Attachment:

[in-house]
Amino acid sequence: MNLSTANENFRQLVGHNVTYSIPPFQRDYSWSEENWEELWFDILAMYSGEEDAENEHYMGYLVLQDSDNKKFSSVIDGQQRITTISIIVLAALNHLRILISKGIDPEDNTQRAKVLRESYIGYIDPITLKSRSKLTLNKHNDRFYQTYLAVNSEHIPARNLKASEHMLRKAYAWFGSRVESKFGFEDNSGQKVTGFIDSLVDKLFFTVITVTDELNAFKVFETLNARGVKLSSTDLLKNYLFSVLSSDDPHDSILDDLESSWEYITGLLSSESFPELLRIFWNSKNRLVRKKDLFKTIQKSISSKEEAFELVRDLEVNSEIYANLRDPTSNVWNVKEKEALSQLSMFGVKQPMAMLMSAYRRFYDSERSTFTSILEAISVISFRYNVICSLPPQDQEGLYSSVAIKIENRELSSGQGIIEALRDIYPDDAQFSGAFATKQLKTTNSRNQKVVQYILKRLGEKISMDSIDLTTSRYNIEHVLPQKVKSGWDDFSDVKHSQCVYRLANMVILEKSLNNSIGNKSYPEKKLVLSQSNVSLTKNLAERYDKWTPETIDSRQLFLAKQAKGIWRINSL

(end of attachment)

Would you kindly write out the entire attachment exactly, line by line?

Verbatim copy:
[in-house]
Amino acid sequence: MNLSTANENFRQLVGHNVTYSIPPFQRDYSWSEENWEELWFDILAMYSGEEDAENEHYMGYLVLQDSDNKKFSSVIDGQQRITTISIIVLAALNHLRILISKGIDPEDNTQRAKVLRESYIGYIDPITLKSRSKLTLNKHNDRFYQTYLAVNSEHIPARNLKASEHMLRKAYAWFGSRVESKFGFEDNSGQKVTGFIDSLVDKLFFTVITVTDELNAFKVFETLNARGVKLSSTDLLKNYLFSVLSSDDPHDSILDDLESSWEYITGLLSSESFPELLRIFWNSKNRLVRKKDLFKTIQKSISSKEEAFELVRDLEVNSEIYANLRDPTSNVWNVKEKEALSQLSMFGVKQPMAMLMSAYRRFYDSERSTFTSILEAISVISFRYNVICSLPPQDQEGLYSSVAIKIENRELSSGQGIIEALRDIYPDDAQFSGAFATKQLKTTNSRNQKVVQYILKRLGEKISMDSIDLTTSRYNIEHVLPQKVKSGWDDFSDVKHSQCVYRLANMVILEKSLNNSIGNKSYPEKKLVLSQSNVSLTKNLAERYDKWTPETIDSRQLFLAKQAKGIWRINSL